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IN THE HALL
HOUSE OF REPRESENTATIVES,
AT THE CAPITOL, WASHINGTON,
JULY 4, 1812.
BY RICHARD RUSH, ESQ
RE-PRINTED, CONCORD, N. II.
BY ISAAC AND WALTER R. HILL
ENSIBLY as I feel, fellow citizens, the honor of having been
selected to address you on such an occasion as this, I am not less sensible of the difficulties of the task. Not that there is any thing intrinsically arduous in a celebration, in this form, of the most brilliant political anniversary of the world; but as the subject has been repeatedly exhibited, under so many points of view, I am apprehensive of tiring, without being able to requite, the attention with which you may be good cnough to honor my endeavors. The fruitful subject must still sustain me, and I proceed, with unfeigned diffidence, and the most profound respect for this distinguished and enlightened assembly, to perform the office assigned me.*
During each return of this day for nearly thirty successive years, our country rested in all the security and all the blessings of peace. But the scene and the aspect are changed. The menacing front of Waris before us to awaken our solicitudes, to demand at the hands of each citizen of the republic the most active energies of duty; to ask, if need be, the largest sacrifices of advantage and of ease. The tranquillity, the repose, the enjoyments, the schemes, the hopes of peace, are, for a while, no more. These, with their endearing concomitants, are to give place to the stronger and more agitating passions, to the buey engagements, to the solemn and anxious thoughts, to the trials, to the sufferings, that follow in the train of war.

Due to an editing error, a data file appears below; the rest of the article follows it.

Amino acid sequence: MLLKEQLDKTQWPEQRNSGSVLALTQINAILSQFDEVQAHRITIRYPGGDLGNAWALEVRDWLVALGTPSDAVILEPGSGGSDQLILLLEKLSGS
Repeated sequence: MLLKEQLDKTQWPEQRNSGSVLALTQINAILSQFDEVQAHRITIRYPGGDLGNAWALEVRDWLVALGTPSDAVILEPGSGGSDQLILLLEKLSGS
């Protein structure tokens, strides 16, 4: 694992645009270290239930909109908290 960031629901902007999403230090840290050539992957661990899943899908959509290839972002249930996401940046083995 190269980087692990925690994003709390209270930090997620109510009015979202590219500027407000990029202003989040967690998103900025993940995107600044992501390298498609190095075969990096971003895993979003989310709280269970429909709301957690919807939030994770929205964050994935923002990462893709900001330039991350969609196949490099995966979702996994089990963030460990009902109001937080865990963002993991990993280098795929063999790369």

Man, in his individual nature, becomes virtuous by constant struggles against his own imperfections. His intellectual cminence, which puts him at the head of created beings, is attained also by long toil, and painful self denials, bringing with them, but too often, despondence to his mind, and hazards to his frame. It would seem to be a law of his existence, that great enjoyment is only to be obtained as the reward of great exertion. " She shall go to a wealthy place," but her way shall be “ through fire and through water.” It seems the irreversible lot of nations, that their permanent well being is to be achieved also through severe probations. Their origin is often in agony and blood, and their safety to be maintained only by constant vigilance, by arduous efforts, by a willingness to encounter" danger and by actually and frequently braving it. Their prosperity, their rights, their liberties,
The President of the United States, Heads of Department, members of Con gress, &c. as well as citizens and strangers, were present at the delivery of this discourse.